Wet and bedraggled….

A7300402So the heatwave and drought of Summer 2018 had to stop sometime didn’t it?  Well, that was today, and temperatures in the high 20’s were replaced by 18deg, and persistent rain. Not that we didn’t need it of course – the lawn in our garden is completely yellow through lack of rain, so hopefully that will do it some good.

It did however mean that my trip today to the annual Festival of Transport in Audlem was a bit of a damp affair, actually a very wet affair, and to be honest I almost didn’t bother. Seduced by a weather forecast that said it wasn’t going to rain after 1pm I pottered up there at around 2pm only to find it was far from dry – some of the exhibitors had already called it a day, and most of the others were huddled with the meagre number of visitors under the trees.  A7300420Still, the showers did ease off a little, and I was able to wander around for an hour or so, albeit with camera in one hand and umbrella in the other – wasn’t really sure whether to believe the Sony claims about weather-resistance, but decided not to chance it so kept camera and lens well-covered.  Likewise it wasn’t a day for changing lenses either, so stuck with the rather awesome Zeiss 55mm – I know I am a zoom person at heart, but goodness, these prime lenses are so sharp and contrasty!

A7300396So despite the weather, I took a few photos of the cars, before heading down to the canal to catch a view of some of the collection of narrow boats that had assembled for the day.  Lots of restored classic working narrow boats as well as the usual leisure conversions (I’ll post these photos later).

A great way to spend a few hours (despite the rain), and best of all, it was free, and just 7 miles up the road from us…

Here are a few more photos of the exhibits.

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Olympus does Motor Sport….

OLYMPUS DIGITAL CAMERAAlthough I have some reservations about using my Olympus Micro-Four Thirds (MFT) cameras for landscapes, one area where they come into their own is fast action photography like motor sports. The sensor on all MFT cameras is just one quarter the size of a so-called full frame camera, and although they can still deliver file sizes based on up to 20Mpx, the individual pixels are so-much smaller, so suffer from noise in low light or high contrast situations and this does limit things somewhat, in my opinion. MFT cameras do have a couple of particular advantages though, especially for action photography – the small sensor means that a given focal length lens is equivalent to a lens twice as ‘long’ as one fitted to a full frame camera, and for any given aperture will have a much greater depth of focus. So, in practical terms, the same ‘spec’ lens on an MFT camera will bring things in much closer, and more of the subject will be in focus.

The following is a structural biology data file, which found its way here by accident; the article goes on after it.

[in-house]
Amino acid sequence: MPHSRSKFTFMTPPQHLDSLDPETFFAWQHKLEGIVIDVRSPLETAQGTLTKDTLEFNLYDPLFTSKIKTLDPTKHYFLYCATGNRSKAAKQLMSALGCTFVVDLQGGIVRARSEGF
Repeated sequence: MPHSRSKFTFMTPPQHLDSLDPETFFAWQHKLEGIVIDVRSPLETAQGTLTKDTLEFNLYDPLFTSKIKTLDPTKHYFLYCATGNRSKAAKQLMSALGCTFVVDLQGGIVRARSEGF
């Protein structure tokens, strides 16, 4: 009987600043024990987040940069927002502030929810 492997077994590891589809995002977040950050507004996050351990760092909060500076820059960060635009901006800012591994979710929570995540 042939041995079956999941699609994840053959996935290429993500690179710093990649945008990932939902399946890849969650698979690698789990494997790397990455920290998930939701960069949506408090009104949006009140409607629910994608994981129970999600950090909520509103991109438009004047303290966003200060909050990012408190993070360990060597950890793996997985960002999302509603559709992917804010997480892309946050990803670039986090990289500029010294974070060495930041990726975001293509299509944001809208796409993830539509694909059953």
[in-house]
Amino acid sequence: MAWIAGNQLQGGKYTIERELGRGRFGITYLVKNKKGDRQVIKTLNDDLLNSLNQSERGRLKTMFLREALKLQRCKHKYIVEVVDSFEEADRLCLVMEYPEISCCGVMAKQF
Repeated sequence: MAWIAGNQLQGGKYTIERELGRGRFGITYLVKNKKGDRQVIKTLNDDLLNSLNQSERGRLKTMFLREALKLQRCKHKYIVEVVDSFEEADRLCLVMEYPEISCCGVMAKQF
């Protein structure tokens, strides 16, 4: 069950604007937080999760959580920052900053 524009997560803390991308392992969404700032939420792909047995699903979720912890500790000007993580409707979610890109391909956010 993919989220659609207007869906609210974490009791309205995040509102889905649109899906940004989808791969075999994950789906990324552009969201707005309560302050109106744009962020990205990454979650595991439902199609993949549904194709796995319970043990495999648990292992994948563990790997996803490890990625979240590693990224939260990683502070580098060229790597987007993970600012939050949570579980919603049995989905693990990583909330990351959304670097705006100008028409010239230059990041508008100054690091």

OLYMPUS DIGITAL CAMERAMy camera, the Olympus E-M1 mk2, has one other killer feature – ProCapture. Whereas most cameras will focus on the subject when you half press the shutter, and then take one or more photos when you fully press it, Pro Capture starts recording as SOON as you half press the shutter, and ‘buffers’ or keeps the last 12 shots in its memory together with all those after you press the shutter, and these are then written to the memory card. So if you are shooting at one of the lower speeds, like 5 frames a second, you will get a couple of seconds worth of images BEFORE you make that final press of the shutter.  How many times have we been looking through the viewfinder waiting for action to happen, like a bird taking off, but by the time we react to the movement, the bird has gone. This camera lets you go back in time!

OLYMPUS DIGITAL CAMERASo last weekend I spent some time at a club motor race meeting at Oulton Park in Cheshire with those nice folks from Olympus UK Events. I already had my E-M1ii of course but was pleased to try both a 40-150mm Pro lens, and the 300mm f4 Pro lens (they were loaning out cameras too if anyone wanted to try those). A great opportunity to ‘try before you buy’ given that the 300mm lens is around £2000 to buy. Also on hand to help were Lewis Speight, one of the technical gurus from Olympus UK, and Mike Inkley, a pro sports photographer. So off we went trackside to record the cars that were racing that day – some modern sports/touring cars, but some classic sports cars too.

OLYMPUS DIGITAL CAMERALets just say that the equipment we were using was amazing – the ability to fill the frame and focus on fast moving cars from the other side of the safety barrier, and record bursts of up to 40 shots as the cars went past or crested the top of the hill at Lodge Corner!  I did however fill a complete memory card during my morning session – over 3000 images – so needless to say sorting through these and picking the best from each sequence took some time!

Suffice it to say, I would thoroughly recommend this setup for sport photography…